‘Smart collaboration’ in professional services firms

by | Apr 10, 2017 | Collaboration, Reviews

Based on a somewhat cursory search through Amazon there seem to be several hundred books currently available on the subject of collaboration. Virtually all of them fall into what I regard as the ‘my personal experience’ category. The author scales up what they have learned from their experience on the basis that it will, at a stroke, solve all the collaboration problems of all organisations. Of course if you believe the collaboration technology vendors all that is required is a specialised IT solution, except that it now seems to be good practice to have more than one of these solutions.

One business sector where collaboration would seem to be essential to organisational performance is the provision of professional services, where the firm is trying to capitalise on the collective expertise of its consultants. However the structure of these firms is such that professional expertise can quickly become a set of silos, driven to a substantial extent by the partnership model adopted by these firms. “Why should I collaborate with Practice B if that reduces the revenues I can claim when calculating my partnership dividend at the end of the year?”.  The answer lies in Smart Collaboration by Heidi Gardner, which has just been published by Harvard Business Review Press. Professor Gardner has been studying collaboration in professional services firms for many years, having experienced it at first hand in McKinsey in 1997-2002. She then moved on to Harvard Business School (publishing a number of very good Working Papers) and is now at the Harvard Law School.

Smart Collaboration (not a title I warm to!) is notable both for its focus on professional services firms (primarily law firms) but also for being very much research-based, as you would expect from a Harvard professor. This will make it very difficult for any law firm knowledge manager or partner to dismiss the book on the basis that the author has no understanding of the practice of law. The chapters include The Business Case for Collaboration, the People Case for Collaboration, Collaboration and the Solo Specialist and Collaboration: Yes, Your Clients Care. The book is based around a substantial number of interviews, many attributed to specific firms. Reading this book I gained a strong sense of the scale and focus of the research. The case studies are not just presented as narratives but are analysed in detail based on the author’s twenty years of experience in this sector. The Notes section has over 130 items and the index is exemplary. I would also note that although Professor Gardner works in academia the book is a very enjoyable read and never seems like a textbook for a course.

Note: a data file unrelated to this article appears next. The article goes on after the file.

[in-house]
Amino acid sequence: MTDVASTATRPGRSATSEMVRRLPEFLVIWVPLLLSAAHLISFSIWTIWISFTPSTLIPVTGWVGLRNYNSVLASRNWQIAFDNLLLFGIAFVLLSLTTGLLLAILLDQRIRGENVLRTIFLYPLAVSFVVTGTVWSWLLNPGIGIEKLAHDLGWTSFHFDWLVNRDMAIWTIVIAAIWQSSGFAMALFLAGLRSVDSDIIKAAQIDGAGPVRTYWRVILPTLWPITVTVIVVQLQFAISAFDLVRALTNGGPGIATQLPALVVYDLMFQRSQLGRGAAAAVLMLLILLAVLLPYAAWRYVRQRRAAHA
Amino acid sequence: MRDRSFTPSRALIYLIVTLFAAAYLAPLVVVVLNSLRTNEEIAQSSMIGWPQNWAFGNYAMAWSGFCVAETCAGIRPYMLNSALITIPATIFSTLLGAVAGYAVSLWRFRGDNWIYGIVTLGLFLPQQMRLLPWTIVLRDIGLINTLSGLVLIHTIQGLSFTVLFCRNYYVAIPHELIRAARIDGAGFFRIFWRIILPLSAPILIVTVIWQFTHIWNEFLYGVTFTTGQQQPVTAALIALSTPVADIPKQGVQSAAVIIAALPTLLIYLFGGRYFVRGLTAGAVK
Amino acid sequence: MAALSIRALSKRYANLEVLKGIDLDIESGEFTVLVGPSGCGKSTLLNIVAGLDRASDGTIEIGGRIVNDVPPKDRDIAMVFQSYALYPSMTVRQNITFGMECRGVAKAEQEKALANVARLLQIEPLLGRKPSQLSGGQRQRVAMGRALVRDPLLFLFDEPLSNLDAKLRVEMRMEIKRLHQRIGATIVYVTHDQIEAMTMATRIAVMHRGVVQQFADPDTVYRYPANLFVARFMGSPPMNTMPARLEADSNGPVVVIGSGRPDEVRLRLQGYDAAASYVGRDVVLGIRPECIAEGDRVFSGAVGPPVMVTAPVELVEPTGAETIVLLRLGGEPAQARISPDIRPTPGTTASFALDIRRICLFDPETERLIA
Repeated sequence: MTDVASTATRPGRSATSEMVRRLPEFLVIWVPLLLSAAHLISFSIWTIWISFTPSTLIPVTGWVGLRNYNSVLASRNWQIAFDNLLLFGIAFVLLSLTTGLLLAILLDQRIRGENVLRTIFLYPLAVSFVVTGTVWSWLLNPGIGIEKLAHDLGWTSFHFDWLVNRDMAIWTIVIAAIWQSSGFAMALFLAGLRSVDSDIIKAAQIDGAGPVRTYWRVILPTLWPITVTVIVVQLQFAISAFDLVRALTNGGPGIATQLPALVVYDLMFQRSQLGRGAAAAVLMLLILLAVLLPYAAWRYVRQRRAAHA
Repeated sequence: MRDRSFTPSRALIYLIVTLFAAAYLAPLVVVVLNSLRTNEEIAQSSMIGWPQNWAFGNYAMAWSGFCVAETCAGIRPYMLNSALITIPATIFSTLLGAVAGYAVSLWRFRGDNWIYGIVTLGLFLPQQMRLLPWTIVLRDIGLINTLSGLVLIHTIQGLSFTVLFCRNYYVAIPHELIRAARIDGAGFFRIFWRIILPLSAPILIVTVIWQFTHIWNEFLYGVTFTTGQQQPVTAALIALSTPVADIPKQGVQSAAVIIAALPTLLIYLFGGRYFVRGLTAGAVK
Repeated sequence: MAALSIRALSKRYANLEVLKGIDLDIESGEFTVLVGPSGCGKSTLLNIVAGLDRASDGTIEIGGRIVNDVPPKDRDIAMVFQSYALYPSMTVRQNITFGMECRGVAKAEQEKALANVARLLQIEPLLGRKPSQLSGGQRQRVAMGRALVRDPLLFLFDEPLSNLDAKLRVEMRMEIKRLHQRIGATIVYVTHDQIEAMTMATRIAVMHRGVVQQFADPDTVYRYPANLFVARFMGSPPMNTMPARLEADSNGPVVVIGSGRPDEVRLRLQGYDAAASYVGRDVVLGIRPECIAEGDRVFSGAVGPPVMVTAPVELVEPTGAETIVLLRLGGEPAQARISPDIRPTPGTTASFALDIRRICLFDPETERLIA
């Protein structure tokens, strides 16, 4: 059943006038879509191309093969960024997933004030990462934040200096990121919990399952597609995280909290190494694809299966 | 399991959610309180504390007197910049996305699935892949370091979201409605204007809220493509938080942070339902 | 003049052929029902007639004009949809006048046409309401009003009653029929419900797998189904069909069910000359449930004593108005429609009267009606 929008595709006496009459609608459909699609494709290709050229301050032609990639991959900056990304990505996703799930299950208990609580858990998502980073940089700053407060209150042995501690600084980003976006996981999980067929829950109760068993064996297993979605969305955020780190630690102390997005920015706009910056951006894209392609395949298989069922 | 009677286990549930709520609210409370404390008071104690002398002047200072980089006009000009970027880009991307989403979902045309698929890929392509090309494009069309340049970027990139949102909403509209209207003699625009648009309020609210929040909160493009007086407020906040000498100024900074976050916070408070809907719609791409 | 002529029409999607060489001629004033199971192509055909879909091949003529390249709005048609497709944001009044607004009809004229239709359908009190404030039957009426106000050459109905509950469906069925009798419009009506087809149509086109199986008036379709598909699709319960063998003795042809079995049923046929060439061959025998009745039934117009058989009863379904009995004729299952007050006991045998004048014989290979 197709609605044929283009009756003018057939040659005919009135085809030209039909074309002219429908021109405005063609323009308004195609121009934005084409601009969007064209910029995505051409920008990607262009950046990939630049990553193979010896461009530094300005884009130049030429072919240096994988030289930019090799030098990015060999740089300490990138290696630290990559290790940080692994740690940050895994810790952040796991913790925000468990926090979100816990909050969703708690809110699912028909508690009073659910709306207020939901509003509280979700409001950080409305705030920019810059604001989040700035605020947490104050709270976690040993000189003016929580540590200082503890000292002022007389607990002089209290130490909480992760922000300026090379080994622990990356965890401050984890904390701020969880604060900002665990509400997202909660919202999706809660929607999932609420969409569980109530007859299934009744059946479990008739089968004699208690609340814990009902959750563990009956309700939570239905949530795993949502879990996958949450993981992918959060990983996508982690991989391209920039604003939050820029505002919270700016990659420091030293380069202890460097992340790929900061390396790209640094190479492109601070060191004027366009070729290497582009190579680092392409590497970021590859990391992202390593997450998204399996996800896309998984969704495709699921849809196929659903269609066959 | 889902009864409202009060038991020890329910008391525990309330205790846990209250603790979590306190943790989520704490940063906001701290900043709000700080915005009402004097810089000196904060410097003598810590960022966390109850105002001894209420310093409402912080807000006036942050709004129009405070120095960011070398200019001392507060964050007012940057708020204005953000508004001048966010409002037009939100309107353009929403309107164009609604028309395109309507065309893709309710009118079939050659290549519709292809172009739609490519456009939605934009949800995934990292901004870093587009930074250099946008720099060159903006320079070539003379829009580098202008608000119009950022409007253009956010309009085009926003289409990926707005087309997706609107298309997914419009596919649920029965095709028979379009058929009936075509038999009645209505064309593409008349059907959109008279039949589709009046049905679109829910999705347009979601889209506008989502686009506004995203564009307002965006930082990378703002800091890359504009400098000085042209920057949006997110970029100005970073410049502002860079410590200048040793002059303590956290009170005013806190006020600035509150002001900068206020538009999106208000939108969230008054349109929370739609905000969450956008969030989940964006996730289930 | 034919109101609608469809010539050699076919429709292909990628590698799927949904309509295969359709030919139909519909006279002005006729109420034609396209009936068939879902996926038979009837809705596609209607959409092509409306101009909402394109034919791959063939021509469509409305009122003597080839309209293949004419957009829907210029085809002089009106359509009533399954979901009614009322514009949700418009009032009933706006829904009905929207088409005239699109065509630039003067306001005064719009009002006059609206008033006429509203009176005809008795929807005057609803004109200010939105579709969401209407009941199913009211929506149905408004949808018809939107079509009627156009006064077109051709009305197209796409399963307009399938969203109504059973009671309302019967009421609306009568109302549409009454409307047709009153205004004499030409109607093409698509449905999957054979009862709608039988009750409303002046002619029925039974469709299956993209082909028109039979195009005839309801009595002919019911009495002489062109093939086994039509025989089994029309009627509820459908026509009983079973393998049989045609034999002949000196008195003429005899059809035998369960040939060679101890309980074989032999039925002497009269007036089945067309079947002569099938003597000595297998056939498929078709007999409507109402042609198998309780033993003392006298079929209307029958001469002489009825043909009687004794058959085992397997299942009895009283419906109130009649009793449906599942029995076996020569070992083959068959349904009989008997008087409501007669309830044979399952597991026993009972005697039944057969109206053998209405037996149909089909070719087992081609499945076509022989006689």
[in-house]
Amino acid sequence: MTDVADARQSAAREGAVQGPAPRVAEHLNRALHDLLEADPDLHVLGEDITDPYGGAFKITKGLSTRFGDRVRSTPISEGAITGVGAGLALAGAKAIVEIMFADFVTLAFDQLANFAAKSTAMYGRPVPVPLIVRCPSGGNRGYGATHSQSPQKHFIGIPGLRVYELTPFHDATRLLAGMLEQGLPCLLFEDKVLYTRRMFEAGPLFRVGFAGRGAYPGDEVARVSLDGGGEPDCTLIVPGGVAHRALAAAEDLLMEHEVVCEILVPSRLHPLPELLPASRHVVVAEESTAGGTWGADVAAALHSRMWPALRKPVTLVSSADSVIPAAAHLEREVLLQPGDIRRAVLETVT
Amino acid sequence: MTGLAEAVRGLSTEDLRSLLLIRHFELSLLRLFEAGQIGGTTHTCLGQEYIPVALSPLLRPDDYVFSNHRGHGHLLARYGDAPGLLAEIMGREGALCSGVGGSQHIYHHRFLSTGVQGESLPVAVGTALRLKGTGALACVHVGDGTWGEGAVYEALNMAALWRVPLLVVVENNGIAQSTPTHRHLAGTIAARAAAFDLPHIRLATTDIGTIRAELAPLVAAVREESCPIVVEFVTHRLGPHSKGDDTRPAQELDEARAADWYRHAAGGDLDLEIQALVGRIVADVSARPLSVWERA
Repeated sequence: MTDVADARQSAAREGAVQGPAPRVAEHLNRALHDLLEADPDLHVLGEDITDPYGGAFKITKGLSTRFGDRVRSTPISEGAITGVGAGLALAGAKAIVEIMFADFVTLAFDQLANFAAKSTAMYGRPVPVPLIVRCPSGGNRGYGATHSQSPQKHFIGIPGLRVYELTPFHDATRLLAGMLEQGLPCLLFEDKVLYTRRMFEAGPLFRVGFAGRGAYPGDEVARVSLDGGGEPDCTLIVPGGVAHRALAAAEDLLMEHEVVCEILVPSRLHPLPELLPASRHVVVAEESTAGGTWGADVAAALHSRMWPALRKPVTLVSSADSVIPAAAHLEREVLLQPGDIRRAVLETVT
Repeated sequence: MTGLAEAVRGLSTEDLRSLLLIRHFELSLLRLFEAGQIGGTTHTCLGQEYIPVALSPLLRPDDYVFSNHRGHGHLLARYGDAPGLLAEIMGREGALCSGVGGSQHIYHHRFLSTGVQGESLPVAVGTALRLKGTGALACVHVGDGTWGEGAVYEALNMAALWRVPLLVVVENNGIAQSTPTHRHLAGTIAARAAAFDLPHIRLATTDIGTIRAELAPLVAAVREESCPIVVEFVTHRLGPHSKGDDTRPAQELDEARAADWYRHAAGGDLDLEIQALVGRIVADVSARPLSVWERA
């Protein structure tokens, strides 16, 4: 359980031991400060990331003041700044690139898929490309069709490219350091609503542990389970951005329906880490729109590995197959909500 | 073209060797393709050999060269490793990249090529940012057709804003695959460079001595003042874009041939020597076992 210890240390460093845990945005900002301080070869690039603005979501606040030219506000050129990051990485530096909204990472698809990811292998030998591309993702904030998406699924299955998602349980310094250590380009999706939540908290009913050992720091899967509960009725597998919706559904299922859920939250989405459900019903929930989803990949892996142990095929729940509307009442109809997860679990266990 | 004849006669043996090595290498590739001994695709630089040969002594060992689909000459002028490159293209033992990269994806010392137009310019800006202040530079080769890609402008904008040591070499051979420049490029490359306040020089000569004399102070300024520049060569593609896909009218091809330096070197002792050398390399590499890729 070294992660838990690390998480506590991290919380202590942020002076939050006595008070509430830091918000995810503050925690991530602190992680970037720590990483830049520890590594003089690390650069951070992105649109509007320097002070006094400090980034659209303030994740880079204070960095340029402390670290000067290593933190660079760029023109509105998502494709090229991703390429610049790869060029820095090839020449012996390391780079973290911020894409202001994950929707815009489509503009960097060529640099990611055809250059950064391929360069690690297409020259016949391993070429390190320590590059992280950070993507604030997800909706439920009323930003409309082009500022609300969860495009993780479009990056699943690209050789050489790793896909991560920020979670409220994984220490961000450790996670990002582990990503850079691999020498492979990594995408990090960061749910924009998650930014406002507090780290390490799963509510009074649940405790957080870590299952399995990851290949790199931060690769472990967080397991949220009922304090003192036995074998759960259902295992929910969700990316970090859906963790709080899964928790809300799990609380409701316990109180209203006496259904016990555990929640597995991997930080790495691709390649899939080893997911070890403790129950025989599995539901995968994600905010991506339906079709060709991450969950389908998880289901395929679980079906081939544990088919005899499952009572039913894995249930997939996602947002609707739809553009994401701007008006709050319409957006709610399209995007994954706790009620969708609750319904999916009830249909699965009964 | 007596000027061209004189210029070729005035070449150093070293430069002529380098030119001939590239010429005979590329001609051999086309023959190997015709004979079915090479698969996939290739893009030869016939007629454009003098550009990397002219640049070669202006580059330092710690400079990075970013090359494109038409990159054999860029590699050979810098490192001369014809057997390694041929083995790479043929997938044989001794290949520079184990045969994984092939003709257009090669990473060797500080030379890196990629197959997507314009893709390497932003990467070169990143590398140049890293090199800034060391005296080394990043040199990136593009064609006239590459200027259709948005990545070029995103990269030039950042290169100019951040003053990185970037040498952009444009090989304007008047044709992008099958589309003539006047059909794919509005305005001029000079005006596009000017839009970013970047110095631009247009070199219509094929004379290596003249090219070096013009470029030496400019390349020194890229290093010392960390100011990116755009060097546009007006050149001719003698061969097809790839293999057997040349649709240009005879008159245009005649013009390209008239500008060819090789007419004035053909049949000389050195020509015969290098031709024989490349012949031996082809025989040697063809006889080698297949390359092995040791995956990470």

The focus on professional services means that this book will have more limited value outside of the sector. In my opinion this is eminently preferable to the generic ‘one approach fits all’ so common in other books on collaboration. If you work in this sector then I recommend acquiring two copies, one to read and action and one to give to your Managing Partner so that they can support your actions. I would expect IT firms with an interest in this sector to provide copies to their entire sales force even if the section on what Professor Gardner calls Collaborative Technology Platforms is covered in just 6 out of the 250 pages. In a people-based business the solutions and success lie in understanding how people work together and demonstrating how the firm can thrive if they work together with a common vision and purpose, and that is what this highly-recommended book is all about.

Martin White